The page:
UN Libya envoy urges 'unified government' for election

Abdoulaye Bathily's comments to the UN Security Council appears to be a policy shift

The UN Security Council meeting last week in New York. AP
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UN Libya envoy Abdoulaye Bathily said on Tuesday that “a unified government, agreed upon by the major players, is an imperative for leading the country to elections”.

It was an apparent shift from an earlier position that elections should come first.

Libya's Government of National Unity in Tripoli has not been accepted by the eastern-based parliament since early 2021 after a failed attempt to have national elections.

The dangers of Libya's unresolved conflict were apparent last week when armed factions battled in Tripoli, killing 55 people in the worst fighting there in years.

UN diplomacy in recent years had focused on the urgency of holding national elections despite differences, rather than replacing GNU Prime Minister Abdulhamid Dbeibeh and forming another interim government to oversee the vote.

“It's a bad day for Dbeibah. The earth is shaking beneath his feet,” said Libya specialist Jalel Harchaoui of the Royal United Services Institution in London.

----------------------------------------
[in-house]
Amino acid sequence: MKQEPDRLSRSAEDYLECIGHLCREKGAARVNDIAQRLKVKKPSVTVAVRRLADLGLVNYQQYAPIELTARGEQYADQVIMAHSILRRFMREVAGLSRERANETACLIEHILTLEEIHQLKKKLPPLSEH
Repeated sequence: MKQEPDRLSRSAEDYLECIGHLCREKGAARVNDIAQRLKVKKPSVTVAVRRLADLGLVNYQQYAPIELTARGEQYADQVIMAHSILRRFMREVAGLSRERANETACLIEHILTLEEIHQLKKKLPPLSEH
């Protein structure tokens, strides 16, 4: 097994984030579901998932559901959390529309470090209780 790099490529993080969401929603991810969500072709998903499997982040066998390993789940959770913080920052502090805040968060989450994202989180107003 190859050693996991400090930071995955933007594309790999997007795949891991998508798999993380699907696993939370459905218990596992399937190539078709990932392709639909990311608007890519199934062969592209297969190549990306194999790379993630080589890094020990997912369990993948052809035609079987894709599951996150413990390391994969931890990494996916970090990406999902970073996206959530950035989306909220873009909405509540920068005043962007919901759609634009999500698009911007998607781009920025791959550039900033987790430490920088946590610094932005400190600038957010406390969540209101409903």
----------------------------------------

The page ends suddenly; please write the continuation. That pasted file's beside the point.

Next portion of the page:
Mr Bathily has been pushing the parliament, known as the House of Representatives, and the High State Council – a second consultative body with a say over major political issues – to finalise electoral laws.

At the UN Security Council on Tuesday, he said he was exploring the possibility of convening a meeting “of the main stakeholders or their representatives” to resolve major issues.

Libya has had little peace or security since a 2011 Nato-backed uprising and it split in 2014 between warring eastern and western factions.

Although major warfare paused after a 2020 ceasefire, there is little trust between the main factional leaders.

Many Libyans suspect their political leaders have little interest in a lasting settlement or elections that could remove them from positions of authority that they have held for years.

“A negotiation over a new interim government has a chance because there is a carrot for rivals to participate,” said Tim Eaton, Libya researcher at Chatham House.

"But once it is created all incentives for elections disappear. And Bathily has no stick."

Mr Bathily said he was working with the head of the Tripoli-based Presidential Council, Mohammed Al Menfi, to look at bringing the main players to a meeting.

Besides Mr Al Menfi, he named House of Representatives speaker Aguila Saleh, Mr Dbeibeh and eastern commander Field Marshal Khalifa Haftar.

Updated: August 22, 2023, 9:59 PM